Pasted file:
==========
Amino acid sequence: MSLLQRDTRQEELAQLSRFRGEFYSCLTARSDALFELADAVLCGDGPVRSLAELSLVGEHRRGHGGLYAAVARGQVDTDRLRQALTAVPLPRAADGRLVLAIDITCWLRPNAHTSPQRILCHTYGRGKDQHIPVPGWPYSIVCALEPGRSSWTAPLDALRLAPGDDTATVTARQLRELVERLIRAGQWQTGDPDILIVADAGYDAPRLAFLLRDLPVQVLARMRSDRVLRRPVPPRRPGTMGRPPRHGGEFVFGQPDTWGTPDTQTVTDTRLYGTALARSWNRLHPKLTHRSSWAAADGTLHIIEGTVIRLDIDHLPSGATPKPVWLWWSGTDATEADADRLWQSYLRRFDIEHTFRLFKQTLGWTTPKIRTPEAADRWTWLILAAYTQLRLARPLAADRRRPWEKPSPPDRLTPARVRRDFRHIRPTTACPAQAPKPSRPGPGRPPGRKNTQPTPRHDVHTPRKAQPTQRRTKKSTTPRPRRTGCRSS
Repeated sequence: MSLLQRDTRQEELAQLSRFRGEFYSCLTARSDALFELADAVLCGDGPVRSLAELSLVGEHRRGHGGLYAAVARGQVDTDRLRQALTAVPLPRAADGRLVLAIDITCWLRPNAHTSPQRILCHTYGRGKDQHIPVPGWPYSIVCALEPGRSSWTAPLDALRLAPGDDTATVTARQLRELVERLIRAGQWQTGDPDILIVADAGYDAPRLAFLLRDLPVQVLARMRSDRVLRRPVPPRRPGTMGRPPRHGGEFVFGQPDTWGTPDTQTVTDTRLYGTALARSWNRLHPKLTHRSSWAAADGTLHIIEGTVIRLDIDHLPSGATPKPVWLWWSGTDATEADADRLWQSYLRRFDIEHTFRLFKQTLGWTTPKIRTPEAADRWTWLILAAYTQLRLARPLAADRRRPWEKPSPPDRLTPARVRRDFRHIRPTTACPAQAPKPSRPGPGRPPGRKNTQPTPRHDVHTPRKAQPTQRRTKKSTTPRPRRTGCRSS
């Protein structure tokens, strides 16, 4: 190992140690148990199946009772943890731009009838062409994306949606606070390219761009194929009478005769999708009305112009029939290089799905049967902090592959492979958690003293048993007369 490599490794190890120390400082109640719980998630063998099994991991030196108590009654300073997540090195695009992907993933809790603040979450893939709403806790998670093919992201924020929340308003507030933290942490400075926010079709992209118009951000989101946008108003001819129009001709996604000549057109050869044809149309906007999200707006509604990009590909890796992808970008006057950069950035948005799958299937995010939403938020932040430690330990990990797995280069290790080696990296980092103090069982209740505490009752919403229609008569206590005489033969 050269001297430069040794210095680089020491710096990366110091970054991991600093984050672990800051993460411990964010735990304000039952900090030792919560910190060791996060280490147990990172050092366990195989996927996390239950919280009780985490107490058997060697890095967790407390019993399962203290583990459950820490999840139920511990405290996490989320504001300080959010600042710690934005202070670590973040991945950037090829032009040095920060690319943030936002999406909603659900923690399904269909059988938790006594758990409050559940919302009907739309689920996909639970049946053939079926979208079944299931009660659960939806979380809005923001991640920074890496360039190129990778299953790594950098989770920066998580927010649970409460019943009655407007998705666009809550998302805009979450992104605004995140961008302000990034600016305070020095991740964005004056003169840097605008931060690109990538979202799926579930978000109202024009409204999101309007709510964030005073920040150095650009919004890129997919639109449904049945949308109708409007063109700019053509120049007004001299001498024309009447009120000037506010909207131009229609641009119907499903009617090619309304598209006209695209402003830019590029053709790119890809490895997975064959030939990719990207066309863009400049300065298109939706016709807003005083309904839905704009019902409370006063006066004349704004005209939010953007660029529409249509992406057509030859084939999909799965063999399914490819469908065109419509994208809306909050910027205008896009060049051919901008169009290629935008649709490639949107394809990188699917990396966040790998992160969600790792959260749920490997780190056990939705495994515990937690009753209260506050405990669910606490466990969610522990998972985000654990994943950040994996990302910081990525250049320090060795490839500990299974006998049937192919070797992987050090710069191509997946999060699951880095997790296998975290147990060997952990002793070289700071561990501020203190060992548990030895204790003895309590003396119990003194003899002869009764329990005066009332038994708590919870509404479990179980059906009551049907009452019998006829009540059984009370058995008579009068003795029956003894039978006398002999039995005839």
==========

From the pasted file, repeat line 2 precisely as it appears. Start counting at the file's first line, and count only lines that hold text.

Repeated sequence: MSLLQRDTRQEELAQLSRFRGEFYSCLTARSDALFELADAVLCGDGPVRSLAELSLVGEHRRGHGGLYAAVARGQVDTDRLRQALTAVPLPRAADGRLVLAIDITCWLRPNAHTSPQRILCHTYGRGKDQHIPVPGWPYSIVCALEPGRSSWTAPLDALRLAPGDDTATVTARQLRELVERLIRAGQWQTGDPDILIVADAGYDAPRLAFLLRDLPVQVLARMRSDRVLRRPVPPRRPGTMGRPPRHGGEFVFGQPDTWGTPDTQTVTDTRLYGTALARSWNRLHPKLTHRSSWAAADGTLHIIEGTVIRLDIDHLPSGATPKPVWLWWSGTDATEADADRLWQSYLRRFDIEHTFRLFKQTLGWTTPKIRTPEAADRWTWLILAAYTQLRLARPLAADRRRPWEKPSPPDRLTPARVRRDFRHIRPTTACPAQAPKPSRPGPGRPPGRKNTQPTPRHDVHTPRKAQPTQRRTKKSTTPRPRRTGCRSS